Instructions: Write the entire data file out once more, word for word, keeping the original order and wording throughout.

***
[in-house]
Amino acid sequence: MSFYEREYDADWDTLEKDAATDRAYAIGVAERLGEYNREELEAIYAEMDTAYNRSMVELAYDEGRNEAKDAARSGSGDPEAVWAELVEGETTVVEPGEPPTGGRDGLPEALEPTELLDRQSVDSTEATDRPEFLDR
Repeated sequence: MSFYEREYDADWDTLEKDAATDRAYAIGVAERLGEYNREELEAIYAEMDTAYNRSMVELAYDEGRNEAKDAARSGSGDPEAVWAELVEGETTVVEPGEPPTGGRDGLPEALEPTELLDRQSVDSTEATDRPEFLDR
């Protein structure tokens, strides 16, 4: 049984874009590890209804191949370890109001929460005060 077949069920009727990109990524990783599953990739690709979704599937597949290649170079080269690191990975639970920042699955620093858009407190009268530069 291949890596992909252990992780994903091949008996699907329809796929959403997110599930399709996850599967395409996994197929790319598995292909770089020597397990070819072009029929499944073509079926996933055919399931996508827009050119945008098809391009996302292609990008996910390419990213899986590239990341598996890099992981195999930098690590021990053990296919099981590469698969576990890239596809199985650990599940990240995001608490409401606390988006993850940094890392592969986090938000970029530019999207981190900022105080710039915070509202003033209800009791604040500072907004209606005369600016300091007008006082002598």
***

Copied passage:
[in-house]
Amino acid sequence: MSFYEREYDADWDTLEKDAATDRAYAIGVAERLGEYNREELEAIYAEMDTAYNRSMVELAYDEGRNEAKDAARSGSGDPEAVWAELVEGETTVVEPGEPPTGGRDGLPEALEPTELLDRQSVDSTEATDRPEFLDR
Repeated sequence: MSFYEREYDADWDTLEKDAATDRAYAIGVAERLGEYNREELEAIYAEMDTAYNRSMVELAYDEGRNEAKDAARSGSGDPEAVWAELVEGETTVVEPGEPPTGGRDGLPEALEPTELLDRQSVDSTEATDRPEFLDR
């Protein structure tokens, strides 16, 4: 049984874009590890209804191949370890109001929460005060 077949069920009727990109990524990783599953990739690709979704599937597949290649170079080269690191990975639970920042699955620093858009407190009268530069 291949890596992909252990992780994903091949008996699907329809796929959403997110599930399709996850599967395409996994197929790319598995292909770089020597397990070819072009029929499944073509079926996933055919399931996508827009050119945008098809391009996302292609990008996910390419990213899986590239990341598996890099992981195999930098690590021990053990296919099981590469698969576990890239596809199985650990599940990240995001608490409401606390988006993850940094890392592969986090938000970029530019999207981190900022105080710039915070509202003033209800009791604040500072907004209606005369600016300091007008006082002598």